The reader may even agree that one would not go too far in suggesting that the figure with the rays descending from it resembles an eye -- even an Eye of Horus (note the "eyebrow" shape arching over the eye).

Personally, I believe that the somewhat "boat-shaped" design we see above may well represent the back wall of the Painted Rock temple itself -- the southern wall, that is -- and the sun traveling above represents the sun in the sky that is indeed seen tracking across the sky above the southern wall (viewers in the northern hemisphere will always see the sun travel through the sky above the southern horizon, if they are located above the tropics).

In other words, the above rock art is located at the southern wall of the temple, and probably depicts the sun traveling above the wall (here depicted by the ancient artists on the more eastward part of its daily journey, as it travels from east to west or left to right as we face to the south). The "solar boat" seems to have a large square "notch" in its upper lines, because the Painted Rock enclosure itself actually has a deep notch in it as well, which can be seen in the photograph immediately above this one.

Below is another image showing the opening into the Painted Rock temple, looking towards the south. This time, arrows are provided to show the relative locations of the "solar boat" image (at the back of the enclosure, at the base of the south wall) and the "celestial panel" rock art (along the inside of the east wall of the enclosure, to the left as we look south):

I believe that it is very likely that the "celestial panel" of zodiac constellations, with the Milky Way band depicted rising in the center of the panel, flanked by Ophiucus above Scorpio, marks a location where the motions of the sun, moon, stars and planets could very easily be observed, wheeling in the sky above the enclosure of the temple, with the zodiac band tracing an arc above the sweep of the south wall.

From there, the presence of the Spirit World -- the Infinite Realm -- would be very palpably felt.

In fact, on my most recent visit, the entire plain was so silent that I could most definitely feel the presence of that invisible world.

The likelihood that this ancient temple was used for contact with the Other World is indicated not only by the celestial nature of the rock art, but also by the presence of at least two staring figures to the left of what I believe to be the Milky Way band in the celestial panel of artwork, who are shown below:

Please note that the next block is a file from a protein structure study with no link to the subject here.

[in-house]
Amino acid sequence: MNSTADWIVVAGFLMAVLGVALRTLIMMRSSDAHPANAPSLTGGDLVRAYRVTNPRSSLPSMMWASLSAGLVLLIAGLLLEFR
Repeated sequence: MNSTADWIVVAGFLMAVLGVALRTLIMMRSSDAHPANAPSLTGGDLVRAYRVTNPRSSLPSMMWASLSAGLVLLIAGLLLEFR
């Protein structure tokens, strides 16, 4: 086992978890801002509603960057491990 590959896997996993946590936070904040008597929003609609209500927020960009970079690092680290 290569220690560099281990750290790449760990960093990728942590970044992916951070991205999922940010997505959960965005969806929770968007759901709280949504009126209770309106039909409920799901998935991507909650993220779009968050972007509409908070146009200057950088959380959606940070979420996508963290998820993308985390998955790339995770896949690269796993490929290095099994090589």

Can you see them, just to the left of the shallow cup-like indentation that can be seen near the center of the photograph above? They have large staring eyes and a mouth full of very tall, skull-like teeth.

Here is a closer view of the same figures:

To see them, look to the left of the darker-brown circular cup-shaped hole or indentation in the photo. 

I am not certain that these correspond to any constellations. In fact, the large black circle to the left of them in the Campbell Grant depiction (the one with two triangular "horns" on its top edge and two more along its bottom edge) may not be a constellation either. An astute participant on Graham Hancock's message boards suggested to me that this feature may represent the Painted Rock enclosure itself -- tying the feature on the terrestrial landscape to the stellar figures who move across the celestial landscape above.

If so, then the two figures to the right of the circle, shown in the image above, may either be shamanic travelers going into or arising to the heavens from the Painted Rock enclosure, or else they may represent spirit beings manifesting to Painted Rock participants from another realm or dimension.

In any case, I believe it is absolutely beyond doubt that the rock art of Painted Rock connects the ancient temple to the heavens -- and thus to the Invisible Realm.

The fact that it uses imagery which can be clearly identified as following the same outlines used for constellations as outlined by H. A. Rey and as used in the ancient myths of virtually all cultures, outlines which can be detected informing the figures found gracing the pottery of ancient Greece or the artwork of ancient Egypt shows that all of the world's sacred traditions are somehow very closely related -- perhaps descended from some common source of extreme antiquity.

This same worldwide system of celestial metaphor can also be positively shown to operate as the foundation for all the stories in the Old and New Testaments of the Bible as well, which makes it tragically ironic that literalist devotees of the Biblical texts would feel justified in defaming the sacred traditions of other cultures and trying to convince men and women around the world that they need to reject their own traditions and adopt a literalistic view of the Biblical texts.

Painted Rock thus stands as a symbol of the destruction that has been wrought due to the loss of connection with the celestial and spiritual message of the ancient myths, scriptures and sacred stories -- as well as powerful evidence that the stars are at the heart of the ancient wisdom, and that the starry realm points us to the Invisible Realm, the realm of spirit and the realm of the gods.

In this way, it also stands as a double condemnation of the impulse to divide, despoil, and destroy -- and as a powerful testimony to the ongoing importance of the spiritual realm, and of our connection to it: a connection that should unite us instead of dividing us.